Diabetic skin and UV light: Protection by antioxidants.


National and Kapodistrian University of Athens, School of Health Sciences, Department of Pharmacy, Section of Pharmaceutical Technology, Panepistimiopolis Zografou, 15784 Athens, Greece. Electronic address: [Email]


Non-invasive biophysical methods were used to study the effect of antioxidant gels, which were prepared from Pinus halepensis bark extracts, vitamin C and water, on the skin of diabetic hairless mice irradiated with UV radiation of 1 and 2 minimal erythemal doses (MEDs). The calculated transepidermal water loss (TEWL) for diabetic mice was found to be fivefold higher on day 11 after irradiation, and in all cases, the TEWL values converged to their initial values on day 21. Both pinus and vitamin C gels inhibited the dehydration of the skin, while water gels did not show similar protection. At low dose of UV-irradiation (1 MED), vitamin C gels showed the best hydration, while by doubling the UV dose, pinus gels induced significant skin-protective effects. Upon irradiation, the mice treatment with pinus gel showed diminished inflammation in comparison with the other gels. Pinus also inhibited the hyperkeratosis of skin. As expected, 2 MEDs caused greater skin damage, such as inflammation, dryness, oxidative stress and rides (aging) compared to the damage induced by 1 MED.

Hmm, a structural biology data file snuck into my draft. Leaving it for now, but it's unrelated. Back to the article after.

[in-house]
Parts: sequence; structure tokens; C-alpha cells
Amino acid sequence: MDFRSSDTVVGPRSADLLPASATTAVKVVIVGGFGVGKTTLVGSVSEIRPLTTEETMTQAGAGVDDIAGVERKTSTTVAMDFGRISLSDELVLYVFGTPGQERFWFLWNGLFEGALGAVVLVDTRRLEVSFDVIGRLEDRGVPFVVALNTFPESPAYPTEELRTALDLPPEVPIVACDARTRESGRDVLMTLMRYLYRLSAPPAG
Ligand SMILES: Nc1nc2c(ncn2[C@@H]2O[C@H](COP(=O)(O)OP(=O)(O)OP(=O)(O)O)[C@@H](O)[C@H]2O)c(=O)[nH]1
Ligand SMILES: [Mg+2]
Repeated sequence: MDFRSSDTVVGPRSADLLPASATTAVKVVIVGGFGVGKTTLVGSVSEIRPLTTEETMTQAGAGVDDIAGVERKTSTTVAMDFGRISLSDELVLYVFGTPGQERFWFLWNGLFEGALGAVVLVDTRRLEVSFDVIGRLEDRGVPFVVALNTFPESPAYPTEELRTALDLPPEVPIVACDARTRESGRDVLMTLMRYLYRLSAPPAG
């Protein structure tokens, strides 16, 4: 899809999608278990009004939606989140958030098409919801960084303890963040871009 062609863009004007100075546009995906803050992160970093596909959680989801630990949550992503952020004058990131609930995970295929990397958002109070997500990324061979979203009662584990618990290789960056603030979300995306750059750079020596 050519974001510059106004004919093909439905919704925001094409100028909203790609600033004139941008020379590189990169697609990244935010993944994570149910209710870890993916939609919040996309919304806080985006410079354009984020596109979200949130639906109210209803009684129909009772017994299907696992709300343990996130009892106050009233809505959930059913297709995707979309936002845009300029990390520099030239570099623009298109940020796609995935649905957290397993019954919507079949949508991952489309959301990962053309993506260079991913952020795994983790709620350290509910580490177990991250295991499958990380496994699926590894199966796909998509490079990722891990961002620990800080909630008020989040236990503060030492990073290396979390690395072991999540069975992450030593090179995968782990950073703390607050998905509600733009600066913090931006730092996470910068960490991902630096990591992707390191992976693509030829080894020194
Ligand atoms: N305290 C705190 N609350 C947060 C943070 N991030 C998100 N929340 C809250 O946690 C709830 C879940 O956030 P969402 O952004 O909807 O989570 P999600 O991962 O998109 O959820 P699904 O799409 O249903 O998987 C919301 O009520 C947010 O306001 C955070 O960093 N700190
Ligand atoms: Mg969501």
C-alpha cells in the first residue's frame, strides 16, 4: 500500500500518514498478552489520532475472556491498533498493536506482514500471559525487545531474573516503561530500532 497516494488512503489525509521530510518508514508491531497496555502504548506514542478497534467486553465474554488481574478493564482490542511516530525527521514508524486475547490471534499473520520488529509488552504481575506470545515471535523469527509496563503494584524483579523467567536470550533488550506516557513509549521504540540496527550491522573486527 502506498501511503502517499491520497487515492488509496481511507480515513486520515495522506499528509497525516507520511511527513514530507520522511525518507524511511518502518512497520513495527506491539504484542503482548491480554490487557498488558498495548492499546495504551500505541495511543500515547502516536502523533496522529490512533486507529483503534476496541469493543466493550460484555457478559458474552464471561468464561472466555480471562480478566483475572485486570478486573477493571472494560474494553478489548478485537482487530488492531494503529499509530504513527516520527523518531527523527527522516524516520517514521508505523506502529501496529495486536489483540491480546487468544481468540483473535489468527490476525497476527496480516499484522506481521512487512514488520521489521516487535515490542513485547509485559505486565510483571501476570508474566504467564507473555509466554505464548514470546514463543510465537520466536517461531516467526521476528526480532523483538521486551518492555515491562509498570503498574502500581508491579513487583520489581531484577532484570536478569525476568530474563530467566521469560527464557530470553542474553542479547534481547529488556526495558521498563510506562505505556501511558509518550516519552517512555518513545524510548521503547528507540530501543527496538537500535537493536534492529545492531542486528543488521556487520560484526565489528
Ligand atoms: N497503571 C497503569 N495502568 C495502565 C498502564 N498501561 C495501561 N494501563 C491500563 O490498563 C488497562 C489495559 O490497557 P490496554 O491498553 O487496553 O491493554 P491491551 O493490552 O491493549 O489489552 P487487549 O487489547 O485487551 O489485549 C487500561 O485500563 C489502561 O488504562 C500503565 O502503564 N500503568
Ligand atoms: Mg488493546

Antioxidants,Dehydration,Diabetes,Mouse,Skin,UV radiation,